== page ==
Murders on Maunga-tapu  A history of the crimes committed on the lonely slopes of Maunga-tapu (“the Sacred Mountain”) in New Zealand in the year 1866  by Frank Clune
Murders on Maunga-tapu by Frank Clune
Murders on Maunga-tapu by Frank Clune
Murders on Maunga-tapu by Frank Clune
Murders on Maunga-tapu by Frank Clune
Murders on Maunga-tapu by Frank Clune
Murders on Maunga-tapu by Frank Clune
Murders on Maunga-tapu by Frank Clune
Murders on Maunga-tapu by Frank Clune
Murders on Maunga-tapu by Frank Clune

Murders on Maunga-tapu by Frank Clune

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Murders on Maunga-tapu

A history of the crimes committed on the lonely slopes of Maunga-tapu (“the Sacred Mountain”) in New Zealand in the year 1866

by Frank Clune

Angus and Robertson, 1959, [First Edition], illustrated frontispiece, hardcover, dustjacket

Very Good Condition, some edge and shelf wear, a little rubbing and bumping to edges and corners, cancelled stamped to front and back endpapers, dustjacket shows some edge and shelf wear with rubbing and bumping to edges and corners, marking and discolouration, chips, tears and missing parts, closed tears (see photographs)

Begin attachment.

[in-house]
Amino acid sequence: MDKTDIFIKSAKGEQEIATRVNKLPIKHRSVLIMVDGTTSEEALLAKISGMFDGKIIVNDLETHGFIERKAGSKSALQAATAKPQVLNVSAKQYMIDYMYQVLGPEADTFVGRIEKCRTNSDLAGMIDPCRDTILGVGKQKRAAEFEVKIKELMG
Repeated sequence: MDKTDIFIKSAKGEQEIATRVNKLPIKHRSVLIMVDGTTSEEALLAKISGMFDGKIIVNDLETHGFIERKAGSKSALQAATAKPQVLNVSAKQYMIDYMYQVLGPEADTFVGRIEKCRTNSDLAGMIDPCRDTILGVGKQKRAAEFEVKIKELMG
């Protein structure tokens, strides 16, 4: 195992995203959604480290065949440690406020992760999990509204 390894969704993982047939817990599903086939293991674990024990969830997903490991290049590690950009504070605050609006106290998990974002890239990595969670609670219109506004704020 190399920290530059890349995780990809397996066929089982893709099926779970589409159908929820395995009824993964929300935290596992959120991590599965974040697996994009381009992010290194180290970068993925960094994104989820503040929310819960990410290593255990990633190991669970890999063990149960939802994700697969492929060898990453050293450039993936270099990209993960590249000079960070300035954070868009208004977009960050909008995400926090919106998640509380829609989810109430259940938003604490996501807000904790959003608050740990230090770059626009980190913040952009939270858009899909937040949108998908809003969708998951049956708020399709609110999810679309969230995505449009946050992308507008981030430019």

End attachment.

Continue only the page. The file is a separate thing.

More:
“Armed robbery, murder, lies, treachery, “confession”, and a legal tangle that ended in a sensational trial followed by three executions: these are some of the chief ingredients in this grim account of a callous crime committed on the New Zealand goldfields in 1866.
This is also an unusual study of the mental make-up of the four lying, brutal Londoners who were responsible for the crime: Dick Hill, their leader (alias “Richard Burgess”, alias “Charlie Harris”, originally exiled to Port Phillip); Tom Noon or Noonan (alias “Tom Kelly”, London Irishman and transported convict); Joseph Sullivan (London Irish, transported convict, prize-fighter, and publican); and Phil Levy (London-born, no convictions, suspected by the police, but “the cleverest of the four”).  The four robbers waylaid five gold-laded prospectors on a lonely bush track on Maungatapu, “the Sacred Mountain”, killed their victims and hid the bodies.  Unfortunately, the prospectors were missed and suspicion fell on the four, who were arrested.
In prison and later in court their solidarity was broken:  Sullivan informed on his mates – hoping to gain a free pardon thereby; a week passed and Burges also wrote a “confession”, admitting his own guilt but implicating the informing Sullivan.  The trial created immense interest in the town of Nelson and proceedings lasted for six days.”